- Gareth K Vile
- 22 August 2018
This article is from 2018.
Political rage meets Le Coq
Dario Fo's script – itself a particularly Italian rage against the machinery of Catholic corruption – depicts a mythical era which fuses aspects of Biblical, medieval and modern times to argue that the jongleur is the teller of truth to power and that the message of Christ has been corrupted by the practice of Christianity. Rhum and Clay have become Fringe favourites due to their Le Coq physical stylings and ensemble energy, but Buffo draws attention to the skills of artistic director Julian Spooner.
Fo's concern are largely Italian and Catholic – the condemnations of the miracles as celebrity events, the self-interest of the spectators and a Jesus who prefers to party than preach – and Spooner adds a few contemporary details in his costume while largely filtering the words through a highly emphatic gestural display. It is a masterful display, leaping between characters and infusing Buffo with a righteous rage and a manic playfulness. The final, despairing rejection of Christ's sacrifice speaks of a cynicism about the human capacity for good even though Buffo represents resistance through optimism and laughter. Spooner admirably handles this tension, bringing out the script's sincerity and intensity.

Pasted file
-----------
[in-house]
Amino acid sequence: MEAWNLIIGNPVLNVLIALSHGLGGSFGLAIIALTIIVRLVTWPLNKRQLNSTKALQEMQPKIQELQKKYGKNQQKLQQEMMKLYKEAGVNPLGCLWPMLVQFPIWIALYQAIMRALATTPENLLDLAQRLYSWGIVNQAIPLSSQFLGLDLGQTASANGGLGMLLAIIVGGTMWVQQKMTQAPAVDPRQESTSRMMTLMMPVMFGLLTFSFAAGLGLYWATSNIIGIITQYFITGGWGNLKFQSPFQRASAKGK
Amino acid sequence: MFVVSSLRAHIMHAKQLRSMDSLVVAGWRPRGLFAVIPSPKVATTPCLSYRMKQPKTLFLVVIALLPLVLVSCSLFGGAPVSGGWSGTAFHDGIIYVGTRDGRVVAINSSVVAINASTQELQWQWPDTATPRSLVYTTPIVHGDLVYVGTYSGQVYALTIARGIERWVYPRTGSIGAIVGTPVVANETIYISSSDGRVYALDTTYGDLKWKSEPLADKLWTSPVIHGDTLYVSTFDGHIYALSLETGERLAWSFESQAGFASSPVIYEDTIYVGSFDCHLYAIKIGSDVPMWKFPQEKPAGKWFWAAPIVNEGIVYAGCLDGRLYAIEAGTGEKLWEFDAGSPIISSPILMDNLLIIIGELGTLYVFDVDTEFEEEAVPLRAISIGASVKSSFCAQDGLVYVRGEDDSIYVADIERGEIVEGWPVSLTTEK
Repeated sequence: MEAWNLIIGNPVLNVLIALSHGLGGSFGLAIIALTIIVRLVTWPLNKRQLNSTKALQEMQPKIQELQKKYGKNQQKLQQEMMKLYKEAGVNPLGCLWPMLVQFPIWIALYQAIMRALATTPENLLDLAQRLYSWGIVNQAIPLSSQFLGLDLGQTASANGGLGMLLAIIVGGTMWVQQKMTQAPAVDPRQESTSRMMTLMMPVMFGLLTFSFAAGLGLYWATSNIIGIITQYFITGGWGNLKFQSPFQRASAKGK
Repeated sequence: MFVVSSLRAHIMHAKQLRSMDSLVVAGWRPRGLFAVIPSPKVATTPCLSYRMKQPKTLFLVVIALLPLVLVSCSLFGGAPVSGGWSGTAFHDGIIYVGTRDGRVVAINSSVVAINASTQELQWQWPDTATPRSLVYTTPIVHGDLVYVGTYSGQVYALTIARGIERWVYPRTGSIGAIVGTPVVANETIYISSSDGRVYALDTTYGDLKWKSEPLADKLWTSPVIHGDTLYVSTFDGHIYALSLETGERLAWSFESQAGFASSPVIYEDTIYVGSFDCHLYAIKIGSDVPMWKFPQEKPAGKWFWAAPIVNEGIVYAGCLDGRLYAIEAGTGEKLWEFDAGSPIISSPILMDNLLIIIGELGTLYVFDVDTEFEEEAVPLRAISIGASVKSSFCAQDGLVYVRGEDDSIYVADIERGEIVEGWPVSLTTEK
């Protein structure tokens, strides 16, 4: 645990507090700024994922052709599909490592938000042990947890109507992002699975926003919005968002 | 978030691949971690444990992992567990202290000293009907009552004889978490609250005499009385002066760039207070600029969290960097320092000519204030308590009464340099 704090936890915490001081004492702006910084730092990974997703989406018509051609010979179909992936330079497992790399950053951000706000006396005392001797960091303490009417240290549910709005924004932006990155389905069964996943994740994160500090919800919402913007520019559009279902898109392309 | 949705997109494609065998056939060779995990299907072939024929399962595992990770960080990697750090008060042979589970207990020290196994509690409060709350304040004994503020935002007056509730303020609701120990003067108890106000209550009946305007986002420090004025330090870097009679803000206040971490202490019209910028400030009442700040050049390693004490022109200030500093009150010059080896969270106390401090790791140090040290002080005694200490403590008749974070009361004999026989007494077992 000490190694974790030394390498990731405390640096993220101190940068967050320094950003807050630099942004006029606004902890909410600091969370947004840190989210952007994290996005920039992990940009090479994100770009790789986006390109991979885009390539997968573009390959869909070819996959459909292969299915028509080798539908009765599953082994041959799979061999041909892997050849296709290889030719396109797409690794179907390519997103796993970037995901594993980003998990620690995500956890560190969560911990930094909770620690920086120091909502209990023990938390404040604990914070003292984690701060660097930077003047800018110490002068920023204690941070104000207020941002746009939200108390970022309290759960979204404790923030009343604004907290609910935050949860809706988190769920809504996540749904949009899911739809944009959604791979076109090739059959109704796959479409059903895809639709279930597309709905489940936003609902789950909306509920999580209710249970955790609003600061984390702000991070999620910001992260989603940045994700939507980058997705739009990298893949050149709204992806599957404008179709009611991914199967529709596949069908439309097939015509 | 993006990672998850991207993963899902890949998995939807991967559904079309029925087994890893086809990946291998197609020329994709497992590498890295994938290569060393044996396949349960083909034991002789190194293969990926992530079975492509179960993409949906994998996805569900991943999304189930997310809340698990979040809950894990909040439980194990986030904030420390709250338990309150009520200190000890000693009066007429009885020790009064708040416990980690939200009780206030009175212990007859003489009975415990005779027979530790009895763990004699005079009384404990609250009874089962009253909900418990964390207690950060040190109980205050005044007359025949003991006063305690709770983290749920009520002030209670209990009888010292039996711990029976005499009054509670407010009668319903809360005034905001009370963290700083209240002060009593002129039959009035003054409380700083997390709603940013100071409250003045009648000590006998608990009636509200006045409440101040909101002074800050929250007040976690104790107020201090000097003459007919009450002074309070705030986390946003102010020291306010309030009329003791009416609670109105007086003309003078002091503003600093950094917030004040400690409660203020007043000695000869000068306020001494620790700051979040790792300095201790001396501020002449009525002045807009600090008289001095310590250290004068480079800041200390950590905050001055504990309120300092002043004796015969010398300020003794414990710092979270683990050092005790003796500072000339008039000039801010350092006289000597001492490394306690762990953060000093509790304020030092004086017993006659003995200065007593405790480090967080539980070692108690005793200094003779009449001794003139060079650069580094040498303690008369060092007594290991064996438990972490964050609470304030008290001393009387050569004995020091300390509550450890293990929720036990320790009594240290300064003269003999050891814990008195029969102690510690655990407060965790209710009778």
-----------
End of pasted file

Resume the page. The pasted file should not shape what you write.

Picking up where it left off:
Since its premiere in 1969, Buffo became Fo's signature solo, but Spooner performance both emphasises his skill and pays respect to the tradition of jongleur that inspired Fo. Nicholas Pitt's direction is fast-paced, with subtle touches – a rendition of 'Seven Nation Army' to the words 'Jesus of Nazareth', the bright green Deliveroo jacket and bag – adding to the timelessness of his sermons. Far from blasphemous, it is a passionate attempt to rediscover the humanity of Christ, to tune into a message of redemption without ignoring its commodification by the powerful or the difficulties of righteousness in a fallen world.
Underbelly Cowgate, until 26 Aug, 7.20pm, £13 (£12).